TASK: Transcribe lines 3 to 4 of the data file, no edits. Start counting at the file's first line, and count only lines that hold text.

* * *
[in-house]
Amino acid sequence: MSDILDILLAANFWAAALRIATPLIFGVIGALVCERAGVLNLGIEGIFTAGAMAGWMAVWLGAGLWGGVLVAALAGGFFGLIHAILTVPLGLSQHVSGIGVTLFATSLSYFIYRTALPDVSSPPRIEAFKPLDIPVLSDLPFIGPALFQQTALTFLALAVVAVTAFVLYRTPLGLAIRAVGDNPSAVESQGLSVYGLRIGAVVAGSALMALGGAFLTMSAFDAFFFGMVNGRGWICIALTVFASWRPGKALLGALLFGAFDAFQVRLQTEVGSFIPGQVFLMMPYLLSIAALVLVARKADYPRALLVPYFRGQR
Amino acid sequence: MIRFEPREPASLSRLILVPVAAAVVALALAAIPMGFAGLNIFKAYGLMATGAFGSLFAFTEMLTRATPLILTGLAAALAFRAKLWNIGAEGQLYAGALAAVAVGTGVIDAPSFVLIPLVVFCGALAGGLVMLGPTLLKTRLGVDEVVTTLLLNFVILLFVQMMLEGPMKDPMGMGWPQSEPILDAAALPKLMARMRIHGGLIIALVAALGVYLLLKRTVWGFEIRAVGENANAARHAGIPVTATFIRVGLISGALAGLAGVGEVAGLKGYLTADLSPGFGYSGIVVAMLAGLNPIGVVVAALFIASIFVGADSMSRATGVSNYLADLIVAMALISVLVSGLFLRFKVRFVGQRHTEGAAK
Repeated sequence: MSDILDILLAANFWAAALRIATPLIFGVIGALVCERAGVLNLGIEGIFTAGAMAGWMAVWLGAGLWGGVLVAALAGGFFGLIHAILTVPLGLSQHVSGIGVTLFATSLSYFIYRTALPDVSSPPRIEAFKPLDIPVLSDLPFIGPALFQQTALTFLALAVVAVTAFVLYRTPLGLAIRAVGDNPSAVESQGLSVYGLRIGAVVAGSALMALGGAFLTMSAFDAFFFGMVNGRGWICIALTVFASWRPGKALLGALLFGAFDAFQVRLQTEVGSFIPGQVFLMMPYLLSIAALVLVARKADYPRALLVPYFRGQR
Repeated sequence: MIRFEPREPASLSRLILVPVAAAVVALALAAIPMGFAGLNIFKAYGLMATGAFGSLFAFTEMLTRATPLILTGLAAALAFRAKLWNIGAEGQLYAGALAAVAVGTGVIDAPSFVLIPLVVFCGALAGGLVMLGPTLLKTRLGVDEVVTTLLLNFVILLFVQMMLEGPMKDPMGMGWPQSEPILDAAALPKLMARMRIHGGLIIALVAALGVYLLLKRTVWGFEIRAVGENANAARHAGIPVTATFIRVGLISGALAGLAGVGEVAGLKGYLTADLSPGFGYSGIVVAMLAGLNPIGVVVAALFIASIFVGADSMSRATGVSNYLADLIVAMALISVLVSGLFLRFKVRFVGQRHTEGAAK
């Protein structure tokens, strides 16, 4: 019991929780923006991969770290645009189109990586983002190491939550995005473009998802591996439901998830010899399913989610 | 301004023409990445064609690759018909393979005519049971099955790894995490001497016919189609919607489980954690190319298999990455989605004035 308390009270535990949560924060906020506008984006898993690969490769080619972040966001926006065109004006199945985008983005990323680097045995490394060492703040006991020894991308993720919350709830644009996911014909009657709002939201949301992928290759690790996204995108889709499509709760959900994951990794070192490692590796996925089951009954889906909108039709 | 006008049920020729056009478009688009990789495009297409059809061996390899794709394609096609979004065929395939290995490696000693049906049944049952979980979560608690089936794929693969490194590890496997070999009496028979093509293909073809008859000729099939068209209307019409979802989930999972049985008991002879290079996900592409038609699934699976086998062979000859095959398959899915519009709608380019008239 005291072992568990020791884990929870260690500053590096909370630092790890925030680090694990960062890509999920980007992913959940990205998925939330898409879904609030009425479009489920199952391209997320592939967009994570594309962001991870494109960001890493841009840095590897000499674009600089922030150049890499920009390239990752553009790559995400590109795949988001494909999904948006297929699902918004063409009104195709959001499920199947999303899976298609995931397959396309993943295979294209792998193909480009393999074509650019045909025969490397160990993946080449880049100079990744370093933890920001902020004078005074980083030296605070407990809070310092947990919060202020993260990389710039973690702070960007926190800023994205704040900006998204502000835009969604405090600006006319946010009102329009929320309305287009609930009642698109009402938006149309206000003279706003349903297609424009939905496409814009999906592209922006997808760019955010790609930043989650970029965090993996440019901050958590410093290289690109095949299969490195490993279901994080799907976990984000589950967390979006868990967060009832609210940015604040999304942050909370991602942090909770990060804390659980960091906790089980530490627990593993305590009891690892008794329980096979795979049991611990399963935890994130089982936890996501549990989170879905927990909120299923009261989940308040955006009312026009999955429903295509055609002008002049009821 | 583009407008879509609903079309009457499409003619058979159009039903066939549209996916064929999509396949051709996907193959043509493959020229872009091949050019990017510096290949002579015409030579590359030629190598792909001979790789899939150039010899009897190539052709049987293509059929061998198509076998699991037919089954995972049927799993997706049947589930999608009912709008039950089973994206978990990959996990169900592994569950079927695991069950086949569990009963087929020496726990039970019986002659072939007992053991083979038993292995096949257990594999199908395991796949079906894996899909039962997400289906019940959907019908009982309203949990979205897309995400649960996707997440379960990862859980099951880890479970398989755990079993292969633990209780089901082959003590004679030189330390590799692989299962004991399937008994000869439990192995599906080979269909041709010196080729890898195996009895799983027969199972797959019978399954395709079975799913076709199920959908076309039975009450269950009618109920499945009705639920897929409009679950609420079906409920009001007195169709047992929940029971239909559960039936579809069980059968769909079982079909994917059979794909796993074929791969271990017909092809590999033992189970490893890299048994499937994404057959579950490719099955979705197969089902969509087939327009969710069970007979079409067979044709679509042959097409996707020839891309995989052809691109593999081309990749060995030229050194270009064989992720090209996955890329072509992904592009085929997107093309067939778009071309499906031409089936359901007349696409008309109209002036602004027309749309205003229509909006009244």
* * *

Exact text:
Amino acid sequence: MIRFEPREPASLSRLILVPVAAAVVALALAAIPMGFAGLNIFKAYGLMATGAFGSLFAFTEMLTRATPLILTGLAAALAFRAKLWNIGAEGQLYAGALAAVAVGTGVIDAPSFVLIPLVVFCGALAGGLVMLGPTLLKTRLGVDEVVTTLLLNFVILLFVQMMLEGPMKDPMGMGWPQSEPILDAAALPKLMARMRIHGGLIIALVAALGVYLLLKRTVWGFEIRAVGENANAARHAGIPVTATFIRVGLISGALAGLAGVGEVAGLKGYLTADLSPGFGYSGIVVAMLAGLNPIGVVVAALFIASIFVGADSMSRATGVSNYLADLIVAMALISVLVSGLFLRFKVRFVGQRHTEGAAK
Repeated sequence: MSDILDILLAANFWAAALRIATPLIFGVIGALVCERAGVLNLGIEGIFTAGAMAGWMAVWLGAGLWGGVLVAALAGGFFGLIHAILTVPLGLSQHVSGIGVTLFATSLSYFIYRTALPDVSSPPRIEAFKPLDIPVLSDLPFIGPALFQQTALTFLALAVVAVTAFVLYRTPLGLAIRAVGDNPSAVESQGLSVYGLRIGAVVAGSALMALGGAFLTMSAFDAFFFGMVNGRGWICIALTVFASWRPGKALLGALLFGAFDAFQVRLQTEVGSFIPGQVFLMMPYLLSIAALVLVARKADYPRALLVPYFRGQR